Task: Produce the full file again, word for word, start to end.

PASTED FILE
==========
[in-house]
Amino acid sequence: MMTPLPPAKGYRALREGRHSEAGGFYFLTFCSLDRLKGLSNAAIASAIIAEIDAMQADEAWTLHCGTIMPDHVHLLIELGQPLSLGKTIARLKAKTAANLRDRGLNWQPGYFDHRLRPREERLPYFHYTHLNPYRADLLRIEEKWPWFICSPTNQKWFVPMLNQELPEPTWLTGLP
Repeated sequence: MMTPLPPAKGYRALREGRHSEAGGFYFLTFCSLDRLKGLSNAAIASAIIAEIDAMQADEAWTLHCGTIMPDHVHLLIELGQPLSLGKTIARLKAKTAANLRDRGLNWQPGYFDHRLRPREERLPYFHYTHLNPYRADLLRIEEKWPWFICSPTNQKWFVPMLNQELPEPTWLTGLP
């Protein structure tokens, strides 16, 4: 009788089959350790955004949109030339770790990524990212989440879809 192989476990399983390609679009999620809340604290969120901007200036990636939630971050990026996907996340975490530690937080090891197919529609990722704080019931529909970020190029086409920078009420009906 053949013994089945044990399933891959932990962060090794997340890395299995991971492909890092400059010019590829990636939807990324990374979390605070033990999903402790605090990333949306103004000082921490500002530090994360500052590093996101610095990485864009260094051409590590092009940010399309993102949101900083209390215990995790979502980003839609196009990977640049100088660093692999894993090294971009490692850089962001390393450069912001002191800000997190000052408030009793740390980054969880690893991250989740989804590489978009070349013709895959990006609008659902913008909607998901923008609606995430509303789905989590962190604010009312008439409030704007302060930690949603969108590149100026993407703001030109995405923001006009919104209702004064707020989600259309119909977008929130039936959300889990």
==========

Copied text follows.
[in-house]
Amino acid sequence: MMTPLPPAKGYRALREGRHSEAGGFYFLTFCSLDRLKGLSNAAIASAIIAEIDAMQADEAWTLHCGTIMPDHVHLLIELGQPLSLGKTIARLKAKTAANLRDRGLNWQPGYFDHRLRPREERLPYFHYTHLNPYRADLLRIEEKWPWFICSPTNQKWFVPMLNQELPEPTWLTGLP
Repeated sequence: MMTPLPPAKGYRALREGRHSEAGGFYFLTFCSLDRLKGLSNAAIASAIIAEIDAMQADEAWTLHCGTIMPDHVHLLIELGQPLSLGKTIARLKAKTAANLRDRGLNWQPGYFDHRLRPREERLPYFHYTHLNPYRADLLRIEEKWPWFICSPTNQKWFVPMLNQELPEPTWLTGLP
């Protein structure tokens, strides 16, 4: 009788089959350790955004949109030339770790990524990212989440879809 192989476990399983390609679009999620809340604290969120901007200036990636939630971050990026996907996340975490530690937080090891197919529609990722704080019931529909970020190029086409920078009420009906 053949013994089945044990399933891959932990962060090794997340890395299995991971492909890092400059010019590829990636939807990324990374979390605070033990999903402790605090990333949306103004000082921490500002530090994360500052590093996101610095990485864009260094051409590590092009940010399309993102949101900083209390215990995790979502980003839609196009990977640049100088660093692999894993090294971009490692850089962001390393450069912001002191800000997190000052408030009793740390980054969880690893991250989740989804590489978009070349013709895959990006609008659902913008909607998901923008609606995430509303789905989590962190604010009312008439409030704007302060930690949603969108590149100026993407703001030109995405923001006009919104209702004064707020989600259309119909977008929130039936959300889990």